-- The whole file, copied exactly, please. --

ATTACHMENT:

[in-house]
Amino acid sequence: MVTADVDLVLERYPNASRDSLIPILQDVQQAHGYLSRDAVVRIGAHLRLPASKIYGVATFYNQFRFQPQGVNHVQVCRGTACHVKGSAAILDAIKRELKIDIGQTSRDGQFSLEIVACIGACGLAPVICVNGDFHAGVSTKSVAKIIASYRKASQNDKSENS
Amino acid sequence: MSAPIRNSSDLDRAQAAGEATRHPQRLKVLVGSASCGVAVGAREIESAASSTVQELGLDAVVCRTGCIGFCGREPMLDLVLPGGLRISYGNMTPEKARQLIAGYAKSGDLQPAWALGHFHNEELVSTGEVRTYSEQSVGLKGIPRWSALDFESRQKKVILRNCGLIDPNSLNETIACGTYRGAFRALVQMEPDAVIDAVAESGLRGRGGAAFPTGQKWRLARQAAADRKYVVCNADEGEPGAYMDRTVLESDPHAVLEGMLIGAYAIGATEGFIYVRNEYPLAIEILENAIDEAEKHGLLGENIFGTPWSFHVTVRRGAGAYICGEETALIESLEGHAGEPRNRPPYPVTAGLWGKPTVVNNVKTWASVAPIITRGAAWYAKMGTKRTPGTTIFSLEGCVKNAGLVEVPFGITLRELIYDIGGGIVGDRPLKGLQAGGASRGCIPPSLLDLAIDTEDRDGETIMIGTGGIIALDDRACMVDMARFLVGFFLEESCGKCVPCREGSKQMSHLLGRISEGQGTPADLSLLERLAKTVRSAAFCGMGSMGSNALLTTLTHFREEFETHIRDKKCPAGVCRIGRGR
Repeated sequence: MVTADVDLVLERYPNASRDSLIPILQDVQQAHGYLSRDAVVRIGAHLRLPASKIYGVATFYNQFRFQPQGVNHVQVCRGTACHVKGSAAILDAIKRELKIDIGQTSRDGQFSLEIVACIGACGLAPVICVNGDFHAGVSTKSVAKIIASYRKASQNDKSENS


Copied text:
[in-house]
Amino acid sequence: MVTADVDLVLERYPNASRDSLIPILQDVQQAHGYLSRDAVVRIGAHLRLPASKIYGVATFYNQFRFQPQGVNHVQVCRGTACHVKGSAAILDAIKRELKIDIGQTSRDGQFSLEIVACIGACGLAPVICVNGDFHAGVSTKSVAKIIASYRKASQNDKSENS
Amino acid sequence: MSAPIRNSSDLDRAQAAGEATRHPQRLKVLVGSASCGVAVGAREIESAASSTVQELGLDAVVCRTGCIGFCGREPMLDLVLPGGLRISYGNMTPEKARQLIAGYAKSGDLQPAWALGHFHNEELVSTGEVRTYSEQSVGLKGIPRWSALDFESRQKKVILRNCGLIDPNSLNETIACGTYRGAFRALVQMEPDAVIDAVAESGLRGRGGAAFPTGQKWRLARQAAADRKYVVCNADEGEPGAYMDRTVLESDPHAVLEGMLIGAYAIGATEGFIYVRNEYPLAIEILENAIDEAEKHGLLGENIFGTPWSFHVTVRRGAGAYICGEETALIESLEGHAGEPRNRPPYPVTAGLWGKPTVVNNVKTWASVAPIITRGAAWYAKMGTKRTPGTTIFSLEGCVKNAGLVEVPFGITLRELIYDIGGGIVGDRPLKGLQAGGASRGCIPPSLLDLAIDTEDRDGETIMIGTGGIIALDDRACMVDMARFLVGFFLEESCGKCVPCREGSKQMSHLLGRISEGQGTPADLSLLERLAKTVRSAAFCGMGSMGSNALLTTLTHFREEFETHIRDKKCPAGVCRIGRGR
Repeated sequence: MVTADVDLVLERYPNASRDSLIPILQDVQQAHGYLSRDAVVRIGAHLRLPASKIYGVATFYNQFRFQPQGVNHVQVCRGTACHVKGSAAILDAIKRELKIDIGQTSRDGQFSLEIVACIGACGLAPVICVNGDFHAGVSTKSVAKIIASYRKASQNDKSENS